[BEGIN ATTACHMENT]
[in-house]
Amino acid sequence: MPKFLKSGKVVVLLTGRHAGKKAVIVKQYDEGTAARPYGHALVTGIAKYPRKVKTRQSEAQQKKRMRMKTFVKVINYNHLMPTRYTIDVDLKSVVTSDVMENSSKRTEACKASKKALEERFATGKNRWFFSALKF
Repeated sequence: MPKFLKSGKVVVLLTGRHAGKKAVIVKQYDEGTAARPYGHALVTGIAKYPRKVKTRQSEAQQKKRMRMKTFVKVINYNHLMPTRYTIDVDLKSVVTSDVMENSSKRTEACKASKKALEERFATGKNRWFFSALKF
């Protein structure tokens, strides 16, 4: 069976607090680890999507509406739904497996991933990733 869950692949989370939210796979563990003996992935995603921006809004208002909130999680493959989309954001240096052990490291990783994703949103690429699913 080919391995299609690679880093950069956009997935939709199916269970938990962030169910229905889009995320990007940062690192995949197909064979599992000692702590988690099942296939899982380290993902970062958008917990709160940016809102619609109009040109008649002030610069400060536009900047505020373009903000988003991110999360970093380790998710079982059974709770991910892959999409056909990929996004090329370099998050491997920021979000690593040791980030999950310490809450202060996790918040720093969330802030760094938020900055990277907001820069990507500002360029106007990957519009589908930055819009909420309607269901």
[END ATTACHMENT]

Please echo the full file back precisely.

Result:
[in-house]
Amino acid sequence: MPKFLKSGKVVVLLTGRHAGKKAVIVKQYDEGTAARPYGHALVTGIAKYPRKVKTRQSEAQQKKRMRMKTFVKVINYNHLMPTRYTIDVDLKSVVTSDVMENSSKRTEACKASKKALEERFATGKNRWFFSALKF
Repeated sequence: MPKFLKSGKVVVLLTGRHAGKKAVIVKQYDEGTAARPYGHALVTGIAKYPRKVKTRQSEAQQKKRMRMKTFVKVINYNHLMPTRYTIDVDLKSVVTSDVMENSSKRTEACKASKKALEERFATGKNRWFFSALKF
């Protein structure tokens, strides 16, 4: 069976607090680890999507509406739904497996991933990733 869950692949989370939210796979563990003996992935995603921006809004208002909130999680493959989309954001240096052990490291990783994703949103690429699913 080919391995299609690679880093950069956009997935939709199916269970938990962030169910229905889009995320990007940062690192995949197909064979599992000692702590988690099942296939899982380290993902970062958008917990709160940016809102619609109009040109008649002030610069400060536009900047505020373009903000988003991110999360970093380790998710079982059974709770991910892959999409056909990929996004090329370099998050491997920021979000690593040791980030999950310490809450202060996790918040720093969330802030760094938020900055990277907001820069990507500002360029106007990957519009589908930055819009909420309607269901």